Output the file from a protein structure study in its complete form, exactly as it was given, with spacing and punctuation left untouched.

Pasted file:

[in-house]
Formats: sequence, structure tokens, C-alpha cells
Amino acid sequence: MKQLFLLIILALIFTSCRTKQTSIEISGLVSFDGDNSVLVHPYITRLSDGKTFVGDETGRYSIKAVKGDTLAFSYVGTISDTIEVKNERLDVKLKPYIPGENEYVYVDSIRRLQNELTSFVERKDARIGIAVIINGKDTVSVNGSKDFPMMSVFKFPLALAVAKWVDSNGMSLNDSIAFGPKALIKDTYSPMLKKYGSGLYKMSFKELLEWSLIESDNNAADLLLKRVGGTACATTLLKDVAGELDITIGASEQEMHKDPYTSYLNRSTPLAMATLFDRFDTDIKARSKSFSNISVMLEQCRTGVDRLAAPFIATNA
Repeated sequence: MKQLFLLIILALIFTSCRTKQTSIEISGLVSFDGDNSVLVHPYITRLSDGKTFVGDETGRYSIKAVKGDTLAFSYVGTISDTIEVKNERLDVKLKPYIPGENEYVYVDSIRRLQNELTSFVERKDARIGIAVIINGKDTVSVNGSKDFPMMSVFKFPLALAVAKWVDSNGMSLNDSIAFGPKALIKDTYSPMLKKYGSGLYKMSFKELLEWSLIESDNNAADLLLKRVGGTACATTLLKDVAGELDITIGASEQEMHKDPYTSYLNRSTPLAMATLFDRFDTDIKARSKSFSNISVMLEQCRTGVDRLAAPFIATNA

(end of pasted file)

[in-house]
Formats: sequence, structure tokens, C-alpha cells
Amino acid sequence: MKQLFLLIILALIFTSCRTKQTSIEISGLVSFDGDNSVLVHPYITRLSDGKTFVGDETGRYSIKAVKGDTLAFSYVGTISDTIEVKNERLDVKLKPYIPGENEYVYVDSIRRLQNELTSFVERKDARIGIAVIINGKDTVSVNGSKDFPMMSVFKFPLALAVAKWVDSNGMSLNDSIAFGPKALIKDTYSPMLKKYGSGLYKMSFKELLEWSLIESDNNAADLLLKRVGGTACATTLLKDVAGELDITIGASEQEMHKDPYTSYLNRSTPLAMATLFDRFDTDIKARSKSFSNISVMLEQCRTGVDRLAAPFIATNA
Repeated sequence: MKQLFLLIILALIFTSCRTKQTSIEISGLVSFDGDNSVLVHPYITRLSDGKTFVGDETGRYSIKAVKGDTLAFSYVGTISDTIEVKNERLDVKLKPYIPGENEYVYVDSIRRLQNELTSFVERKDARIGIAVIINGKDTVSVNGSKDFPMMSVFKFPLALAVAKWVDSNGMSLNDSIAFGPKALIKDTYSPMLKKYGSGLYKMSFKELLEWSLIESDNNAADLLLKRVGGTACATTLLKDVAGELDITIGASEQEMHKDPYTSYLNRSTPLAMATLFDRFDTDIKARSKSFSNISVMLEQCRTGVDRLAAPFIATNA